A source tells CNN the raid was carried out by Special Operations commandos in northwest Syria and the location is significant and we will delve into that in the minutes to come.
Officials are now conducting DNA testing, of course, to confirm his death. Al-Baghdadi has been in hiding for the past five years; in 2014, as you see him there, he proclaimed an ISIS caliphate in a speech at the Great Mosque in Mosul, Iraq.
A U.S. official says president Donald Trump is expected to make an announcement on foreign policy in the coming hours and he did, in fact, already tweet, saying that something very big had happened.
I believe we are now going to Bob Baer, who is a former CIA operative and a CNN intelligence analyst.
Bob, it's interesting as we try and take this all in and the significance but I want to pick up with you as well on the heightened state of alert that a lot of countries, a lot of national security committees will be in right now as you and I both know the kind of sleeper cells, whether it's in Europe or the United States or Canada or elsewhere that authorities have under surveillance right now and will be worried about any kind of revenge attacks.
How valid is that worry? BOB BAER, CNN INTELLIGENCE AND SECURITY ANALYST: Well, Paula, I think it's very valid. They don't need sleeper cells, they don't need orders at this point to strike back.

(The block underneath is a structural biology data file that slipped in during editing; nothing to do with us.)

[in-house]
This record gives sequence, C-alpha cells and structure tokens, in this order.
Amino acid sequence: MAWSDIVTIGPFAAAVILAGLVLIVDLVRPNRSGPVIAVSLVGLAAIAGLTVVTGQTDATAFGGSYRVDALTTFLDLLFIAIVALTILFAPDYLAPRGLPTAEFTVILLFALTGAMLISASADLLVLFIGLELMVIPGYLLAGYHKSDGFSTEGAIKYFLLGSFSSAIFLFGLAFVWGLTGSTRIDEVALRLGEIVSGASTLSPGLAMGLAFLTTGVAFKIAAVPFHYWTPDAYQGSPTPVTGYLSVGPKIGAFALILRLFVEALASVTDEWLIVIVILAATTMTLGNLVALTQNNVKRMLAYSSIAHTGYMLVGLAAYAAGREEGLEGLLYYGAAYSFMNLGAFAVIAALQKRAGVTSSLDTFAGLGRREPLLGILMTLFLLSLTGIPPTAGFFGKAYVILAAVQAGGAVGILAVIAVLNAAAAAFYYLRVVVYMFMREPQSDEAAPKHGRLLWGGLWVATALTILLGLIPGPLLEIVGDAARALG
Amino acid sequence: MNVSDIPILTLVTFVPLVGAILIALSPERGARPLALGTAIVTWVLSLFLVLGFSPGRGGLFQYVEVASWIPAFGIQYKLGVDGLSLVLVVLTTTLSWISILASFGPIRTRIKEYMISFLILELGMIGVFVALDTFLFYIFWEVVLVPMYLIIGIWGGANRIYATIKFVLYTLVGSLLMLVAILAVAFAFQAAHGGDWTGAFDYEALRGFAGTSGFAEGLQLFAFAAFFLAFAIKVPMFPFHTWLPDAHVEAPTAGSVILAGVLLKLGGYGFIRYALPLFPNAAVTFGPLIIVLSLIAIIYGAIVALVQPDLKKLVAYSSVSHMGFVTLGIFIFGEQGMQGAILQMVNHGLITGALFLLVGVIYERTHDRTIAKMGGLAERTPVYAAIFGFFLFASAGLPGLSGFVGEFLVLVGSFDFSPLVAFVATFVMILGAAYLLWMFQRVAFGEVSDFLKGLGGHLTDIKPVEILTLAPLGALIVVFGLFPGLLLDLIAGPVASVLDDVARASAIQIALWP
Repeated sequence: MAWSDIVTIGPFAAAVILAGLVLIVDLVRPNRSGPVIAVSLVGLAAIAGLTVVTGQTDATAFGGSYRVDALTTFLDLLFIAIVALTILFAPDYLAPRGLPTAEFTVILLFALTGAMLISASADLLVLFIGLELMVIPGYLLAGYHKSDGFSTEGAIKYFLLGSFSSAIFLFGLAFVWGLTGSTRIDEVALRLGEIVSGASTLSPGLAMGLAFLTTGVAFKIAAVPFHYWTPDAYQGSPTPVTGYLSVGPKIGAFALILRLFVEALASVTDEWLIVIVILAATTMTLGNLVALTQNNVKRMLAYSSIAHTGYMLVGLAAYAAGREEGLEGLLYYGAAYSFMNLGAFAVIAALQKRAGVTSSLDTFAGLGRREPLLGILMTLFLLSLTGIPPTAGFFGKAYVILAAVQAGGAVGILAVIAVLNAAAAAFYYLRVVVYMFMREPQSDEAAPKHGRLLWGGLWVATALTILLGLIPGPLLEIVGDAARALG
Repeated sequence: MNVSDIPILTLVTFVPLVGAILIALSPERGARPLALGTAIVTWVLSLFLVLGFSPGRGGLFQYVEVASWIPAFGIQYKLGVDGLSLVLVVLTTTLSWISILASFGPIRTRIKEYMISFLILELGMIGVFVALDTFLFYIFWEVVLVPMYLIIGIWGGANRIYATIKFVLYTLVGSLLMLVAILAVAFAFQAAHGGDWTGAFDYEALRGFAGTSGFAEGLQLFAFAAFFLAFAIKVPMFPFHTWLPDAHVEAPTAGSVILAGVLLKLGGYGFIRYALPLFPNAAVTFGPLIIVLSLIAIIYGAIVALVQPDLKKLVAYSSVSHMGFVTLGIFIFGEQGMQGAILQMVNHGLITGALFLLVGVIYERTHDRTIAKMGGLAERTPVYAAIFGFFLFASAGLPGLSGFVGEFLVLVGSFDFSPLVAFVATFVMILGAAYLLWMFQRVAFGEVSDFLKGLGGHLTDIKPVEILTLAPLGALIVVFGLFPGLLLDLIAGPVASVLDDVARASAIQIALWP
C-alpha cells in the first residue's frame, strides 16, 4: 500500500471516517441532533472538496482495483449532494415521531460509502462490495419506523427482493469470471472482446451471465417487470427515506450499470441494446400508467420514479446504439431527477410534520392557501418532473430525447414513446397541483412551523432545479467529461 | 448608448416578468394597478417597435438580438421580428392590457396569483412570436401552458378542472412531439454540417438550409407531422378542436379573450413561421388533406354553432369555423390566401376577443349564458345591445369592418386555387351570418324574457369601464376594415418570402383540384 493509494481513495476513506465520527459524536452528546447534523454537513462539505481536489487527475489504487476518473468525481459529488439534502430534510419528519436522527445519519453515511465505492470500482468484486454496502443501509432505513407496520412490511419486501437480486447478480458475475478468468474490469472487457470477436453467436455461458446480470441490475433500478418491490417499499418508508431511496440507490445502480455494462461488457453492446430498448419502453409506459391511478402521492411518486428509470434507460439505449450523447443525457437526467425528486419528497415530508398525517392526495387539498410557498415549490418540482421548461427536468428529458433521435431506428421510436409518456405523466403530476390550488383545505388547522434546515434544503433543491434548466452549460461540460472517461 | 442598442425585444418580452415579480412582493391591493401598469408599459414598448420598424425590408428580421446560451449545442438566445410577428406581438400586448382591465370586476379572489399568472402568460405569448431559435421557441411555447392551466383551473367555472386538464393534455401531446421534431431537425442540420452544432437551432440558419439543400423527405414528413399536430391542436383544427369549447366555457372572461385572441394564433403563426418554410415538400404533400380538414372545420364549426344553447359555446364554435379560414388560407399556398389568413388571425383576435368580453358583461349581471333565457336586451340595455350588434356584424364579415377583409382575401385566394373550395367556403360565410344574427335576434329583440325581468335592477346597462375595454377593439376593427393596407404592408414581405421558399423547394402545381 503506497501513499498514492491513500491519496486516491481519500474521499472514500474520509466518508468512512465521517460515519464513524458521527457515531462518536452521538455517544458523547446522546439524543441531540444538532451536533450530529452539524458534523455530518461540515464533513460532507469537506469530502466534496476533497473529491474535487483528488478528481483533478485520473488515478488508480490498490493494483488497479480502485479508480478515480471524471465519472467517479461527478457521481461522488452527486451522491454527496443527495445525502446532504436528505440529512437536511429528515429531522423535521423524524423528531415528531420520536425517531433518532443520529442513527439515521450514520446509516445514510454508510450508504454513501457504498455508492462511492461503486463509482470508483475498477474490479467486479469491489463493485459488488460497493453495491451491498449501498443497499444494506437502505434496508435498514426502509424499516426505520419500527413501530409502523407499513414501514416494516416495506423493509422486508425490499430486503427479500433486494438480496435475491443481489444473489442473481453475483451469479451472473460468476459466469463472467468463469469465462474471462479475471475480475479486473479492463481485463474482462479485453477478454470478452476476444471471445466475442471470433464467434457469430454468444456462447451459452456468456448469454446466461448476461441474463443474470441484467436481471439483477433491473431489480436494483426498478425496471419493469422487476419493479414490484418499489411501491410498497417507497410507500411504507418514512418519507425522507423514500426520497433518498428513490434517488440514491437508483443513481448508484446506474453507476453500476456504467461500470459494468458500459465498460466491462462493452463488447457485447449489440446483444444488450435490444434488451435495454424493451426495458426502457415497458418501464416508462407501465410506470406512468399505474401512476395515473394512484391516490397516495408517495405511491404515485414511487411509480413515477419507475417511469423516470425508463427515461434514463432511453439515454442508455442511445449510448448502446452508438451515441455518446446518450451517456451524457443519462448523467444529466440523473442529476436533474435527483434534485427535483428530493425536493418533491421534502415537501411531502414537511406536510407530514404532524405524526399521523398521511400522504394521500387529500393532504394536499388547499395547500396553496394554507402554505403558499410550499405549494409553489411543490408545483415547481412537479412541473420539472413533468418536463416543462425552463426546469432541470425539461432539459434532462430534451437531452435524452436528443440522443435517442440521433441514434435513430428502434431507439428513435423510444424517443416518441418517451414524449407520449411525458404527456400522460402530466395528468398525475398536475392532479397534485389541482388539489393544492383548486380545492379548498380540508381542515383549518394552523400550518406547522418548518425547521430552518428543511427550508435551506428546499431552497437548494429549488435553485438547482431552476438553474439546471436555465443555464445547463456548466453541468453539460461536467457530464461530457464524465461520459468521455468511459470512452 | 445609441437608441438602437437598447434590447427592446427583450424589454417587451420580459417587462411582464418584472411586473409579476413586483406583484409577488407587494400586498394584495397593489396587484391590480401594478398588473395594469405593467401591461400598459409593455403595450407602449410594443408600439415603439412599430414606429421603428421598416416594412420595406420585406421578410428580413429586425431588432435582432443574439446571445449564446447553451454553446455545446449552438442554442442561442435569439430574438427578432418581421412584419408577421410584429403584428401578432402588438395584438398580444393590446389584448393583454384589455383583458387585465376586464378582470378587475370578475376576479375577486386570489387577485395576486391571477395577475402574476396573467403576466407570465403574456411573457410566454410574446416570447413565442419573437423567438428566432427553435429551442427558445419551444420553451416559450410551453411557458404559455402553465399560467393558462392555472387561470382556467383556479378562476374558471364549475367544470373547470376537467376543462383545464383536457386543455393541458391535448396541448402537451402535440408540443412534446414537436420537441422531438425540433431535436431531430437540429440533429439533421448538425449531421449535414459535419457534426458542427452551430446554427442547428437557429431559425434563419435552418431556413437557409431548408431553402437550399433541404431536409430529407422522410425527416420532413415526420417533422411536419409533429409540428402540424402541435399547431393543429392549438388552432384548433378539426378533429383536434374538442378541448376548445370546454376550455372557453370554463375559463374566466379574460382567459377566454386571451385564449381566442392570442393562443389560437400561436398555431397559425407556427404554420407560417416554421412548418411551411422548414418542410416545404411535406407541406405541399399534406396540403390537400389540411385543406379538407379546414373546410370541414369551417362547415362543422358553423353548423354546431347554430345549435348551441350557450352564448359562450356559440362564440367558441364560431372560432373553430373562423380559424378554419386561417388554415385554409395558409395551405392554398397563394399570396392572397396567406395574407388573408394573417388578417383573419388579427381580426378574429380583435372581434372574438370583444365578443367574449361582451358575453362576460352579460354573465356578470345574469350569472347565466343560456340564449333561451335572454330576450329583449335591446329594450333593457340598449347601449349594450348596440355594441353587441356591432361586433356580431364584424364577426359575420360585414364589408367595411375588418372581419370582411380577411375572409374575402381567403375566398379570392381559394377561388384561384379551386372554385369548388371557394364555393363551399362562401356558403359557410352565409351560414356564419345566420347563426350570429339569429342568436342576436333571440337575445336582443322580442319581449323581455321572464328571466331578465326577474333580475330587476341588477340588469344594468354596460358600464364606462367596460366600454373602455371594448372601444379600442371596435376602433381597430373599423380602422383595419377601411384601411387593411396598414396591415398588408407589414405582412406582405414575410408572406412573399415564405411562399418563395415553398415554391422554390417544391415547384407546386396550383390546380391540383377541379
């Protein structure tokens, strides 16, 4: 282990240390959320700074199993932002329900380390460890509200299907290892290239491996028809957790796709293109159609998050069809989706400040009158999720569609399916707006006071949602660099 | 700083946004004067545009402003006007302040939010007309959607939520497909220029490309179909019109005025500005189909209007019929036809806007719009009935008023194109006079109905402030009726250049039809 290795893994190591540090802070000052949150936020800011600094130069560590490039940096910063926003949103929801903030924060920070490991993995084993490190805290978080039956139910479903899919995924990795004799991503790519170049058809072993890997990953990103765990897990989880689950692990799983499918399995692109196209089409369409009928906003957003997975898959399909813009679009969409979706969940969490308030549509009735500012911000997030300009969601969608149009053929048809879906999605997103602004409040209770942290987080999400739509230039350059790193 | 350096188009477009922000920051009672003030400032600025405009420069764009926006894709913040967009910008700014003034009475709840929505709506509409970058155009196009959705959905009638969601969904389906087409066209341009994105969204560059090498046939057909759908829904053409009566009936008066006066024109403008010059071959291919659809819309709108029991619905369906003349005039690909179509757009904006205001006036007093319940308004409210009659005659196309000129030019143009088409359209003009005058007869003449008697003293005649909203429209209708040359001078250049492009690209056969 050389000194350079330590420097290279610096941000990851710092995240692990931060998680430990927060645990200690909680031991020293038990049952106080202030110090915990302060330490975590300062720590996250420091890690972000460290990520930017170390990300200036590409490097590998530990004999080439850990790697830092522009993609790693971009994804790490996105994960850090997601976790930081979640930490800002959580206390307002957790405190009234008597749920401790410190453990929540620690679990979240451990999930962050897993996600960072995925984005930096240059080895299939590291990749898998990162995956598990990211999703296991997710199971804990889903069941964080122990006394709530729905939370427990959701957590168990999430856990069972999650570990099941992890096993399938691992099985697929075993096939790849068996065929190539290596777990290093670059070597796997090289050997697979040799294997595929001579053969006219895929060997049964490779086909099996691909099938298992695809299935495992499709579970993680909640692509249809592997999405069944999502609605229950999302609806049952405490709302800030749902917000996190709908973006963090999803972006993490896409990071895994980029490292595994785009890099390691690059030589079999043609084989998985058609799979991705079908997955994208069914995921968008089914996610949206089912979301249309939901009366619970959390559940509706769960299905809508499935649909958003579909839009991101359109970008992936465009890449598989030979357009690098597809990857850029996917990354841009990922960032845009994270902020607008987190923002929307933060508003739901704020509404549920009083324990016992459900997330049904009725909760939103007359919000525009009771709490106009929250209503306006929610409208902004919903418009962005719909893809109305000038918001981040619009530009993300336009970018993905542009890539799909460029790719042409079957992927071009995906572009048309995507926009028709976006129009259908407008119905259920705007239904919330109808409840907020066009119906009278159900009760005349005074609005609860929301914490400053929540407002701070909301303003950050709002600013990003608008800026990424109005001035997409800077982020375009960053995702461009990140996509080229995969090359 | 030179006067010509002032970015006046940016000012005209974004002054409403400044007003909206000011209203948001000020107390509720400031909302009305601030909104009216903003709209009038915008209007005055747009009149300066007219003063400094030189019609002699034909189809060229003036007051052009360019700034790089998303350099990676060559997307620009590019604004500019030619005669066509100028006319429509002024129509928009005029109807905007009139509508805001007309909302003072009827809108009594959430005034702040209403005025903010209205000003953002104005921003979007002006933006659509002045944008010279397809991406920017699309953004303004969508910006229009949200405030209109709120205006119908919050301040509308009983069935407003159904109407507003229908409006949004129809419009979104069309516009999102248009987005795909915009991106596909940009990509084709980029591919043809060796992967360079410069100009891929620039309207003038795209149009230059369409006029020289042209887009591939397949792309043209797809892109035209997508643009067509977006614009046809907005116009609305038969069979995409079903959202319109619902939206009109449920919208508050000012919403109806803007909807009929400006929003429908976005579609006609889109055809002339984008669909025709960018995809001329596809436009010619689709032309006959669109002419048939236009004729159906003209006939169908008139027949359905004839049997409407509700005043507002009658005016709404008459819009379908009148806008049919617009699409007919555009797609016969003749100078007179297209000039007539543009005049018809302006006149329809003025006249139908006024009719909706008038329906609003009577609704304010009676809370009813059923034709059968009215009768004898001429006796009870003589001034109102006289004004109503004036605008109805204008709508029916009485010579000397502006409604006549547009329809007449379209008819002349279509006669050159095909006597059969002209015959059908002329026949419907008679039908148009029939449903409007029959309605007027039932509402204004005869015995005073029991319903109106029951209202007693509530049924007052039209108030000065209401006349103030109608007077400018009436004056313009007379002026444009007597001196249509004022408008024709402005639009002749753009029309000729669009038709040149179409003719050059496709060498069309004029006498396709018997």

BAER: If there is a cell in Paris or New York they understand that the death of Baghdadi is a trigger to launch an attack. A lot of these cells have been closed down over the years. But we all assumed there is more out there and there is some we don't even know about.
They can't close down and you can count on it this time in the United States, the FBI is going to be on high alert from right now, expecting some sort of retaliation.
NEWTON: Most definitely. I want to talk to you about the two things that we are distinguishing in ISIS here and one of them, of course, was the fact that it was a caliphate, it was a territory. And in that sense it was much different than Al Qaeda.
From the moment that we saw him speaking, we are seeing the video right now in 2014, when he made the speech with such hubris, could we have imagined that in, fact, the amount of territory that he and ISIS took in such a short amount of time, Bob, as you reflect on it now, it really caught the U.S. military off guard and also intelligence, right?
BAER: Well, it caught me off guard, I used to deal with Iraqi tribes. And I had never seen them in any case go this far radical cult group which the Islamic State was and especially to come out like this.